Formulas versus Circuits

Duke Computer Science/Mathematics Colloquium
Speaker Name
Benjamin Rossman
Date and Time
-
Location
LSRC D106
Notes
Lunch served at 11:45 am.
Abstract

Boolean circuits (acyclic networks of AND, OR, NOT gates) are a simple abstract model of computer hardware. Boolean formulas (circuits with the structure of a tree) are an even simpler “memoryless” model, in which the result of each subcomputation is used only once. Despite this apparent limitation, it is unknown whether formulas are strictly less powerful than circuits of comparable size. This fundamental question of formulas vs circuits (formally whether NC1 equals P/poly) is one of the biggest open problems in complexity theory.

In this talk, I will discuss two lines of my work on this question. One line separates the power of bounded-depth formulas vs circuits by sharpening some classic tools, including the switching lemma and polynomial approximation method. The other line gives lower bounds for the H-subgraph isomorphism problem, the task of determining whether a given graph contains a copy of a fixed pattern H. These results tie the circuit and formula size of H-subgraph isomorphism to natural invariants of the pattern H (treewidth and treedepth), with implications that answer longstanding questions in circuit complexity and finite model theory. Looking forward, I will explain why the k-cycle problem in the random graph G(n,p) is a promising candidate for an eventual separation of unrestricted formulas vs circuits.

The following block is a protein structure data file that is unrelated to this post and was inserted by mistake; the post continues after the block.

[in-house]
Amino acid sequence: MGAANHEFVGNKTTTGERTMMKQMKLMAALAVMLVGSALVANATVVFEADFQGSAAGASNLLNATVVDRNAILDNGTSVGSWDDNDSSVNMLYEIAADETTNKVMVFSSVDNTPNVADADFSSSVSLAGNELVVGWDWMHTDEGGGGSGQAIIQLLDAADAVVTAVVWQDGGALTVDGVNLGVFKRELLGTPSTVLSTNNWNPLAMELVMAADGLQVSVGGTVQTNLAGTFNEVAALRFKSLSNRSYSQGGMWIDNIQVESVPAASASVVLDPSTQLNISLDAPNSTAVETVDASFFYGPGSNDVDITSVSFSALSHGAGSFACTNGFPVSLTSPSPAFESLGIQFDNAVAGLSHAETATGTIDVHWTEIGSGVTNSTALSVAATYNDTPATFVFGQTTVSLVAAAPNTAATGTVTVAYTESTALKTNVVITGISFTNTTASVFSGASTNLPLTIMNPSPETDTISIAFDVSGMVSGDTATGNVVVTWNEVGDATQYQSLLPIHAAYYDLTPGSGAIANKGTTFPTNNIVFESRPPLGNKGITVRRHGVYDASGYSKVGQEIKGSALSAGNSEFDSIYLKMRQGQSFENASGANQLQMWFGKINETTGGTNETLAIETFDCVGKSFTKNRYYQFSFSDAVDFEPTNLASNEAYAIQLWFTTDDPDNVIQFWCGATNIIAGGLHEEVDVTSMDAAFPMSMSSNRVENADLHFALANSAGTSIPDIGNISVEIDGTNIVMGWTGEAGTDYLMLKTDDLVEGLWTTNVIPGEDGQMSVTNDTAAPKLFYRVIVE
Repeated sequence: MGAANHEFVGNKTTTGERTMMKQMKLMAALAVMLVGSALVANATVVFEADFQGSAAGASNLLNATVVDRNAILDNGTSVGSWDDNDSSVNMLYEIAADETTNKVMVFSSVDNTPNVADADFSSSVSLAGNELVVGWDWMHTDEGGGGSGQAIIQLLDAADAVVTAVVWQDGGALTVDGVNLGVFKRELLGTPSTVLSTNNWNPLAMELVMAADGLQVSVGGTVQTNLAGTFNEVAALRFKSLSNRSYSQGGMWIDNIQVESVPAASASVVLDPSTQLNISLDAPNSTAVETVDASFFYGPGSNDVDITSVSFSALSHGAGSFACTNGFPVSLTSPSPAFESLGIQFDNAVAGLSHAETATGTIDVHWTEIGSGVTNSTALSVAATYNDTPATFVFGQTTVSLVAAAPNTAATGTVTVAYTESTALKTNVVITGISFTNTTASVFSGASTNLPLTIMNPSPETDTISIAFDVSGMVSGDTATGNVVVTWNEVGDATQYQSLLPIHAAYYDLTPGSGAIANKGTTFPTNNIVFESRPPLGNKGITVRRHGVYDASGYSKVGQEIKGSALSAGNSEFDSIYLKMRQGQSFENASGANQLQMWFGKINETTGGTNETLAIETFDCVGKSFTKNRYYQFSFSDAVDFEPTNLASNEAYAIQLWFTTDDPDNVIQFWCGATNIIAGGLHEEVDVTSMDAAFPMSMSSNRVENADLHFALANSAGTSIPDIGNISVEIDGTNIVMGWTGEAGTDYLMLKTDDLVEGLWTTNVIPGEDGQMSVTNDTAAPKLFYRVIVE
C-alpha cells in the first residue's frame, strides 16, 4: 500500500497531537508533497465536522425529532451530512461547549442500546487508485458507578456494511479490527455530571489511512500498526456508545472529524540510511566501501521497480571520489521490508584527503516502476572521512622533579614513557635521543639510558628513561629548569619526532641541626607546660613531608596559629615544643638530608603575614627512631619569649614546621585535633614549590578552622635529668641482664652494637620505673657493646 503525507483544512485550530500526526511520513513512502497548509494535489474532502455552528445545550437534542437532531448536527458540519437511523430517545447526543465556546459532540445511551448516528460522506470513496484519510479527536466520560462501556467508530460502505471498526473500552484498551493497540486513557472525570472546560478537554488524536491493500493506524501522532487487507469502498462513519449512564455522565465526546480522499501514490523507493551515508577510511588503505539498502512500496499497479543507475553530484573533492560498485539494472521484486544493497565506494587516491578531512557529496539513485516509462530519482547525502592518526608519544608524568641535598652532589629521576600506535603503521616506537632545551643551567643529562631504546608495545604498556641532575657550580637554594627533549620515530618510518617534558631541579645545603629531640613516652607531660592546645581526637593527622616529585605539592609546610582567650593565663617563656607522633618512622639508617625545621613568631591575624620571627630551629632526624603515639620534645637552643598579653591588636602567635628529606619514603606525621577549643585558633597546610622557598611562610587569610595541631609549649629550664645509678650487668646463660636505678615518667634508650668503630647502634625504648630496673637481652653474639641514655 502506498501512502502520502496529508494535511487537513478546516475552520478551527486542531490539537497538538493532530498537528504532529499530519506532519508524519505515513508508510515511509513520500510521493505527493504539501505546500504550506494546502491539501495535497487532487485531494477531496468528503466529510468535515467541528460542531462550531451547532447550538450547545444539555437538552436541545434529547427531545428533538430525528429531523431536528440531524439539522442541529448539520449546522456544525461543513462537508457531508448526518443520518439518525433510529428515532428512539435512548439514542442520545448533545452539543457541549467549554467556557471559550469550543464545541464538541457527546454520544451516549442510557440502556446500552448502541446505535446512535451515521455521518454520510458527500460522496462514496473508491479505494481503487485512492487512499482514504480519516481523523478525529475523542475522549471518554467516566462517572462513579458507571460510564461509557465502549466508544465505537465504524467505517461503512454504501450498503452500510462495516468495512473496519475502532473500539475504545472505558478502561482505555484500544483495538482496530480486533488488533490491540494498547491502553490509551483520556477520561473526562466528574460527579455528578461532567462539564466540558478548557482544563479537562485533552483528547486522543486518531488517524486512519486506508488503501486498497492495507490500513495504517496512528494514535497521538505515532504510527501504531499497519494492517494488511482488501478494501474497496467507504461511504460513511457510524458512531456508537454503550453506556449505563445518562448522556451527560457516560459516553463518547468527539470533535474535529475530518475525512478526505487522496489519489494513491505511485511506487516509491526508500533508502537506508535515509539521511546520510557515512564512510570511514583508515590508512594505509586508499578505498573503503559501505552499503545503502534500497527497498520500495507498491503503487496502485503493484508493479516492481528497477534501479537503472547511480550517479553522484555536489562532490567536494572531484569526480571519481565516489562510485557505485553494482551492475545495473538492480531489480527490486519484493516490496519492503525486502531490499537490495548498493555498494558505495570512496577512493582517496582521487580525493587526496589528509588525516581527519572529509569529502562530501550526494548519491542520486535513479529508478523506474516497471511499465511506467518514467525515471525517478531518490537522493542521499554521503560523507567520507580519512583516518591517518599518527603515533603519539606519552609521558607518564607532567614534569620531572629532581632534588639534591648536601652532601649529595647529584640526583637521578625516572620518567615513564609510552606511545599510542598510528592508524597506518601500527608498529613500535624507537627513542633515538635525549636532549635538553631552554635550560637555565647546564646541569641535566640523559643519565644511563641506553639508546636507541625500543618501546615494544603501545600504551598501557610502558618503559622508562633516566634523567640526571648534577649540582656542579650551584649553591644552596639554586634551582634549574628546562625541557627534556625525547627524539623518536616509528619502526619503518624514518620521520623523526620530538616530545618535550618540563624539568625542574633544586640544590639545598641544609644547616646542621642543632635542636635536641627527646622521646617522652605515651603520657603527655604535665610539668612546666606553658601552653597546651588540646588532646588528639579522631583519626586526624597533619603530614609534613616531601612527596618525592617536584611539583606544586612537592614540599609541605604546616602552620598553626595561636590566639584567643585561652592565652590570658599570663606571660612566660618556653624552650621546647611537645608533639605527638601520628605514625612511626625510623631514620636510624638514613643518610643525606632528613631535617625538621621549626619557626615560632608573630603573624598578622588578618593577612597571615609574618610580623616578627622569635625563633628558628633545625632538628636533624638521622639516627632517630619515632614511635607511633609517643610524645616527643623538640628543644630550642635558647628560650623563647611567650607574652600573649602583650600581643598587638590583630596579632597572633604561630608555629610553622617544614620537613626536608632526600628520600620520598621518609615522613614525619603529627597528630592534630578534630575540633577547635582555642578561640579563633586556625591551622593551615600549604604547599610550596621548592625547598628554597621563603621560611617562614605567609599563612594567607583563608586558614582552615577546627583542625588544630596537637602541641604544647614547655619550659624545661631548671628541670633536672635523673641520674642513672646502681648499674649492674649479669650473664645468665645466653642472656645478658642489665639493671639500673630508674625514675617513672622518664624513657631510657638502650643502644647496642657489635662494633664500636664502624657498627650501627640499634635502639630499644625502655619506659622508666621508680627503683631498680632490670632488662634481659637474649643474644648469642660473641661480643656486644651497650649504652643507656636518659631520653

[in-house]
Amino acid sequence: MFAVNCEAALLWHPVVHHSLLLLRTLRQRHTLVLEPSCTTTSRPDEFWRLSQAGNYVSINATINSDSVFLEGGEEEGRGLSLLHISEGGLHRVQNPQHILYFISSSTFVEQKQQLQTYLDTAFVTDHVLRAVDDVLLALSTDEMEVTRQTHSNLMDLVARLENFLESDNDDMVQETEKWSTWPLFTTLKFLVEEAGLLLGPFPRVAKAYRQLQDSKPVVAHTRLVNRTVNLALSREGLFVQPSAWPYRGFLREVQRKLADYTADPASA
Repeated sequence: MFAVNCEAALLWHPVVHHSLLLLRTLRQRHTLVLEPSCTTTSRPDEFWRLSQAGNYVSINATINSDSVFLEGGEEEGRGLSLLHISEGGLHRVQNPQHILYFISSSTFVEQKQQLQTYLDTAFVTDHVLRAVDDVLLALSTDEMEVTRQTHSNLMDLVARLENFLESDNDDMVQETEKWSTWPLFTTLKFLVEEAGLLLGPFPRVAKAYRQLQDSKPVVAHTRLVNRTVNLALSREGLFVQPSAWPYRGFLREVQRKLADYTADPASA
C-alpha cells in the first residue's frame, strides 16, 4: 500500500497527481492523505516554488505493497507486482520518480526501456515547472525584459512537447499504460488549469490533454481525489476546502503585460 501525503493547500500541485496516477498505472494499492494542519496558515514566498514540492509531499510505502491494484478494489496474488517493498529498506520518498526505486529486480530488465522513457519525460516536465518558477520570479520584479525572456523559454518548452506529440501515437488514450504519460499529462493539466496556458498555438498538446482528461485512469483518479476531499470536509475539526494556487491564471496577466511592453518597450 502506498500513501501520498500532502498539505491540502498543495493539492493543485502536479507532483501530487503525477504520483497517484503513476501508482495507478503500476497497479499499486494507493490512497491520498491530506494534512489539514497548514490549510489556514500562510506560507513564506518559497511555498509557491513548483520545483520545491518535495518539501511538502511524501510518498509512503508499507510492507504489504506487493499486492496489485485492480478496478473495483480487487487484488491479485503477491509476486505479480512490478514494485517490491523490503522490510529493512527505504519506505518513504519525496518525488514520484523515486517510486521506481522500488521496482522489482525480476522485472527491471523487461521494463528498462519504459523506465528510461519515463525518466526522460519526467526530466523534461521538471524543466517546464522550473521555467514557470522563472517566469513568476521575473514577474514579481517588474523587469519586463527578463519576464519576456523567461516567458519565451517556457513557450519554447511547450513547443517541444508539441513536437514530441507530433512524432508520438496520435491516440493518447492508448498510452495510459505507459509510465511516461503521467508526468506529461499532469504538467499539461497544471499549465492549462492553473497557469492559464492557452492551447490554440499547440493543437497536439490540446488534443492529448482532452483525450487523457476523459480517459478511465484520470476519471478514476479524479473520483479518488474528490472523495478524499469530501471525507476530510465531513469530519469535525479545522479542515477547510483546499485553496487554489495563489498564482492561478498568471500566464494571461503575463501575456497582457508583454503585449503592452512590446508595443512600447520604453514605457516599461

Short Biography

Benjamin Rossman is an assistant professor of mathematics and computer science at the University of Toronto. His research centers on computational complexity and logic. He obtained his PhD from MIT where his dissertation on the average-case complexity of the clique problem received the George M. Sprowls Award. Before joining Toronto, he was a researcher at the National Institute of Informatics in Tokyo, Japan and a postdoctoral fellow at the Tokyo Institute of Technology and the Simons Institute for the Theory of Computing. He was an invited speaker at the 2018 International Congress of Mathematicians, and he is a recipient of a Sloan Research Fellowship, the André Aisenstadt Prize in Mathematics, and best paper awards at FOCS, CCC and LICS.

Host
Debmalya Panigrahi and Xiuyuan Cheng